Lawmakers Criticize Proposed Ryan White Reauthorization Bill, Geographical Change in Fund Allocation
May 1, 2006
Lawmakers from California, New Jersey and New York on Thursday criticized proposed changes to funding calculations under the Ryan White CARE Act, which they say could move millions of dollars in HIV/AIDS funding from the northeastern and western U.S. to the South, the AP/Seattle Post-Intelligencer reports (Werner, AP/Seattle Post-Intelligencer, 4/27). Sen. Tom Coburn (R-Okla.) in March introduced a bill (S 2339) that would reauthorize and amend the act, which expired on Sept. 30, 2005. Coburn's bill would create new funding formulas that take into account HIV prevalence; require that 75% of CARE Act funding is spent on primary care; require that facilities receiving federal funding conduct mandatory HIV testing; and increase annual funding for AIDS Drug Assistance Programs, federal- and state-funded programs that provide HIV/AIDS-related medications to low-income, uninsured and underinsured HIV-positive individuals. Under the current law, areas with large numbers of HIV/AIDS patients receive more funding (Kaiser Daily HIV/AIDS Report, 3/9). A 2005 Government Accountability Office report finds that some funding calculations favor states with larger urban areas because the system counts AIDS patients twice in 51 metropolitan areas, the AP/Post-Intelligencer reports. At a hearing of the House Committee on Energy and Commerce Subcommittee on Health Thursday, Rep. Charlie Norwood (R-Ga.) said, "The money needs to follow the infection," adding, "No one should receive the short end of the stick because of where they live." Bush administration officials have not clarified how the changes would affect individual states. Some lawmakers from California seeking to refute the GAO report's findings of unequal fund distribution presented a report, released this week by the not-for-profit organization Communities Advocating Emergency AIDS Relief, that finds the distribution of CARE funding to be more balanced than what the GAO report says. Lawmakers on the House Committee on Energy and Commerce have been negotiating with lawmakers on the Senate Health Committee to write a compromise bill that would update the law (AP/Seattle Post-Intelligencer, 4/27).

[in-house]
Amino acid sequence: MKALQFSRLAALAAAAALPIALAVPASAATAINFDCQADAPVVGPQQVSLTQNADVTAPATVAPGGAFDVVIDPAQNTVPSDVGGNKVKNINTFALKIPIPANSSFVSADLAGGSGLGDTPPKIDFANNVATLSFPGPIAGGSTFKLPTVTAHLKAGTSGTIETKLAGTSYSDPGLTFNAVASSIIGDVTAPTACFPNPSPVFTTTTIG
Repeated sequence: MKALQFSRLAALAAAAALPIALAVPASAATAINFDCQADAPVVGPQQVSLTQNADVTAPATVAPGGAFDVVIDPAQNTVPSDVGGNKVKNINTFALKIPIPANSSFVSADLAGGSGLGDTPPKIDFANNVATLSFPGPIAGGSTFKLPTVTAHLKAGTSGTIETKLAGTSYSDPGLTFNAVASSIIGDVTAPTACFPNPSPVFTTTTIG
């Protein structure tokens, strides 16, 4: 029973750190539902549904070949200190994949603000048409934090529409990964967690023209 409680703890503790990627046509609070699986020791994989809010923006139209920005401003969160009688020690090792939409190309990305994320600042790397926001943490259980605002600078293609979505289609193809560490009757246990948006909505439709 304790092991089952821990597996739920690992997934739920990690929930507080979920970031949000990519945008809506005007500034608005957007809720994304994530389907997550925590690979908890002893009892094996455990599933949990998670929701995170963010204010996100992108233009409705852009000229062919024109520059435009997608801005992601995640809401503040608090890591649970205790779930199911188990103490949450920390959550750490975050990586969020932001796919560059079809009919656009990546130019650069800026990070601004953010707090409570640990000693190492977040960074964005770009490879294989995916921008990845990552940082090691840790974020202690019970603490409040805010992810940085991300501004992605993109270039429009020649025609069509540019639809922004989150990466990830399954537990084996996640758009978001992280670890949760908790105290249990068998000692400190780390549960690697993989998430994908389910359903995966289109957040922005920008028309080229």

This article was provided by Henry J. Kaiser Family Foundation. It is a part of the publication Kaiser Daily HIV/AIDS Report. Visit the Kaiser Family Foundation's website to find out more about their activities, publications and services.